Indicating an upturn in the US civil aviation market, the country's two major airlines, Delta Air Lines Inc and US Airways Group Inc today reported unexpectedly good results for the first quarter, traditionally the industry's weakest period, as they filled more seats on planes.
Delta said earnings excluding certain items were $85 million, or 10 cents a share. US Airways recorded a profit of $55 million, or 31 cents a share. The two airlines led an industry rally.
US Airways Group had, on 14 February, signed a merger deal with AMR Corp's American Airlines in an $11 billion all-stock deal, to create the world's biggest carrier.
Both carriers filled more than 81 per cent of their available seats, and they wrung out more revenue from each seat flown a mile (unit revenue), a benchmark gauge.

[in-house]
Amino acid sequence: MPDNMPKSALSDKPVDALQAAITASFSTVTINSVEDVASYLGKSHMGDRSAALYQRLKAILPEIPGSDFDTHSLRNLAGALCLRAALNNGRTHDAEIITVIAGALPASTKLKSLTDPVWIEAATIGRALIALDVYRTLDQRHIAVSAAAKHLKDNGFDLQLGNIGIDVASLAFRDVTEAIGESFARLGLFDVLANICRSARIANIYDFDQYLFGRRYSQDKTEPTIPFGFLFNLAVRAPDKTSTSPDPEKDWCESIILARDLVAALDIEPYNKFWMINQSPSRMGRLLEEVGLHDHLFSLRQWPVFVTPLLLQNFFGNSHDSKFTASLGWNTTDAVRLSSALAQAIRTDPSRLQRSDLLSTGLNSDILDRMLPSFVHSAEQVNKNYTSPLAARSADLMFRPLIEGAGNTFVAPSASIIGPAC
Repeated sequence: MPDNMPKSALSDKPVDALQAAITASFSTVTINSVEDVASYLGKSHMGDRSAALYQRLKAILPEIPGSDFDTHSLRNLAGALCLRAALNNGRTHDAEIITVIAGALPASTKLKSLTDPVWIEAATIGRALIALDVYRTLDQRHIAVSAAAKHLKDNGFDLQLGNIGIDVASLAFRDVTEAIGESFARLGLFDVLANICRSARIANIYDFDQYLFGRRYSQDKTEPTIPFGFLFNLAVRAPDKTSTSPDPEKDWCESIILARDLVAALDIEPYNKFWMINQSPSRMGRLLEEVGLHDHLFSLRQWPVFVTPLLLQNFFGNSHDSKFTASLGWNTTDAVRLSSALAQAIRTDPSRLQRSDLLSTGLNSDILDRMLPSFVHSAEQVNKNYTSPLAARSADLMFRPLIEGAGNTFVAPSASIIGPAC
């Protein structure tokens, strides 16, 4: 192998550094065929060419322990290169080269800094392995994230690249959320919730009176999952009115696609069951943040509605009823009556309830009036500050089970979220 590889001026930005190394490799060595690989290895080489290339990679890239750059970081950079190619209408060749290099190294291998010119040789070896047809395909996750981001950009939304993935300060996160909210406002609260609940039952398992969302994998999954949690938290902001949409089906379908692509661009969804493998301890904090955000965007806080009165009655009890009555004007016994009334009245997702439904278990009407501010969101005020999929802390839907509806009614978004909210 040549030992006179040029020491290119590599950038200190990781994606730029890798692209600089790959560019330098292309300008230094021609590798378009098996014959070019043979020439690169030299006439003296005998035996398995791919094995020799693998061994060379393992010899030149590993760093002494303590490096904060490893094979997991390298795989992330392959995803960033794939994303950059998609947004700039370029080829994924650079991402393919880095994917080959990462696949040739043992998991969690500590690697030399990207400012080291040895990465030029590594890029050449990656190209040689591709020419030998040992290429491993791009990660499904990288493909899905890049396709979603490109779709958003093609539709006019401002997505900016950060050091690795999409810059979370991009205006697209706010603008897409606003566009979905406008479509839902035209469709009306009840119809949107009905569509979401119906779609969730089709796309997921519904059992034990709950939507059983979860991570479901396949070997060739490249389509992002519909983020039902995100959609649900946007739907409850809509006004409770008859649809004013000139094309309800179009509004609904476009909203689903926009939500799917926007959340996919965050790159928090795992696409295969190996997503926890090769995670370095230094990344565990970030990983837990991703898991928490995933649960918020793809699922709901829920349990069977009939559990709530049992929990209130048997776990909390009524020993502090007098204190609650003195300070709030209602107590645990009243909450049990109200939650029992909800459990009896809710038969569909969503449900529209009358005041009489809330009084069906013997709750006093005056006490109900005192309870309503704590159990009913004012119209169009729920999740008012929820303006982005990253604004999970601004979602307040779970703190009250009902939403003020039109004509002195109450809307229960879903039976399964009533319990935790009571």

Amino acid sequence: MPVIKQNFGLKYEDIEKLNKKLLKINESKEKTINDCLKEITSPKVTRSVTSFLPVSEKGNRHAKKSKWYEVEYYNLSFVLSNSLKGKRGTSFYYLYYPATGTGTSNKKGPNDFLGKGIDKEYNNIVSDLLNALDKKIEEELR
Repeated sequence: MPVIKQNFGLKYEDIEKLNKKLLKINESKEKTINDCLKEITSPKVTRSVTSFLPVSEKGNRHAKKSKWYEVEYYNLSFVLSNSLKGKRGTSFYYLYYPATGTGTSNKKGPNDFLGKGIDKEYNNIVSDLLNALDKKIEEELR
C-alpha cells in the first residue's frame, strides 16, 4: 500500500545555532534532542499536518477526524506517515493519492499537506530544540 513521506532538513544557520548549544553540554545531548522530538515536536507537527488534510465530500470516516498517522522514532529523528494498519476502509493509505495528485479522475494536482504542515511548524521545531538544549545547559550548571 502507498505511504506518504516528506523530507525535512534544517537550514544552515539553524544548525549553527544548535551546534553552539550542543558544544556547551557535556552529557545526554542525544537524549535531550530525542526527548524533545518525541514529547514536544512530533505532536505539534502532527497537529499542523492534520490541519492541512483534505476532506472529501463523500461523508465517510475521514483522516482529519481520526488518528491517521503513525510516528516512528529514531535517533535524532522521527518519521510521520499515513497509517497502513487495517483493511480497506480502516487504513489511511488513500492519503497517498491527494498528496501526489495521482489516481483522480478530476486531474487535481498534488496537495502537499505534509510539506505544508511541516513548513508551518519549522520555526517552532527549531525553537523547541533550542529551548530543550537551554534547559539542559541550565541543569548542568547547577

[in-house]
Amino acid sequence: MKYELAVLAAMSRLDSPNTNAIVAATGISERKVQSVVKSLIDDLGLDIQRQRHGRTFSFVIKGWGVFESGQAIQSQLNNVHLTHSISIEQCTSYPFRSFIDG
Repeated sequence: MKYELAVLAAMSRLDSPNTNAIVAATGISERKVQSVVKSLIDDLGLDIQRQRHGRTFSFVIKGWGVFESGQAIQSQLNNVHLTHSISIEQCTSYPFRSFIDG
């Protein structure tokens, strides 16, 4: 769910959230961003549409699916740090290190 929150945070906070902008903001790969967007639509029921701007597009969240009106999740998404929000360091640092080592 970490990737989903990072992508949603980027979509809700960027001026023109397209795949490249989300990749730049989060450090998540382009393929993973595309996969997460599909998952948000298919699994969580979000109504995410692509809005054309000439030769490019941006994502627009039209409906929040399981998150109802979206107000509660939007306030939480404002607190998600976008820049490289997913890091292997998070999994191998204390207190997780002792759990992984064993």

Delta hadn't reported a profit in the first three months of the year since 2000, chief financial officer Paul Jacobson said in a memo to employees.
Unit revenue rose 4.1 per cent at Delta and 2.4 per cent at US Airways last quarter. Delta said sales increased 1 per cent to $8.5 billion, while US Airways posted a 3.5 per cent gain to $3.38 billion.
Delta said unit revenue would drop 2 per cent to 3 per cent for April because of mandatory government budget cuts and a ''softening'' in leisure flying that carried over from late March.
US Airways expects April unit revenue to fall 3 to 4 per cent from a year earlier and to be unchanged to 2 per cent lower in May and June respectively, President Scott Kirby said on a conference call.
''Leisure demand is still good, and forward bookings are up year over year for May and the rest of the summer. Business demand remains volatile,'' Kirby said. ''As long as the sequester remains in place, we expect government demand to continue to remain depressed.''